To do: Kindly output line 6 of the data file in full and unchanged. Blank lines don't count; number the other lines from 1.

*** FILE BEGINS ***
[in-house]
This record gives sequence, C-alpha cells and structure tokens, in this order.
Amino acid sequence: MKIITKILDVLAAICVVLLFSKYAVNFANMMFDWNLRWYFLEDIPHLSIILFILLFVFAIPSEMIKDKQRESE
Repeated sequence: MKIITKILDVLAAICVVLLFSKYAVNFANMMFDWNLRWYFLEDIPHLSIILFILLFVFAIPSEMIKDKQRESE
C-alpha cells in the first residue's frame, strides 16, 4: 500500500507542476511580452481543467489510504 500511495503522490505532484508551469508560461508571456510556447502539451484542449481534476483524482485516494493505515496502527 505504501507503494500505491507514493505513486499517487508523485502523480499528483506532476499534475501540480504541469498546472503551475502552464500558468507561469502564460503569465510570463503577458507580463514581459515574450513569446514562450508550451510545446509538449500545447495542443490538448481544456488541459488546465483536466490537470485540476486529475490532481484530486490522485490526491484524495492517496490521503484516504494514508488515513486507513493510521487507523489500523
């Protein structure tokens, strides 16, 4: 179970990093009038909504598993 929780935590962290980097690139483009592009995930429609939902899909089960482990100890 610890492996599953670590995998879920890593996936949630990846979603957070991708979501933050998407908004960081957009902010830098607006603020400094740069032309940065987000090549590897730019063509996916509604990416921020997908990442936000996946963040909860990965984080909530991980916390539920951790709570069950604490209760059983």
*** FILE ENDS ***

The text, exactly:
């Protein structure tokens, strides 16, 4: 179970990093009038909504598993 929780935590962290980097690139483009592009995930429609939902899909089960482990100890 610890492996599953670590995998879920890593996936949630990846979603957070991708979501933050998407908004960081957009902010830098607006603020400094740069032309940065987000090549590897730019063509996916509604990416921020997908990442936000996946963040909860990965984080909530991980916390539920951790709570069950604490209760059983």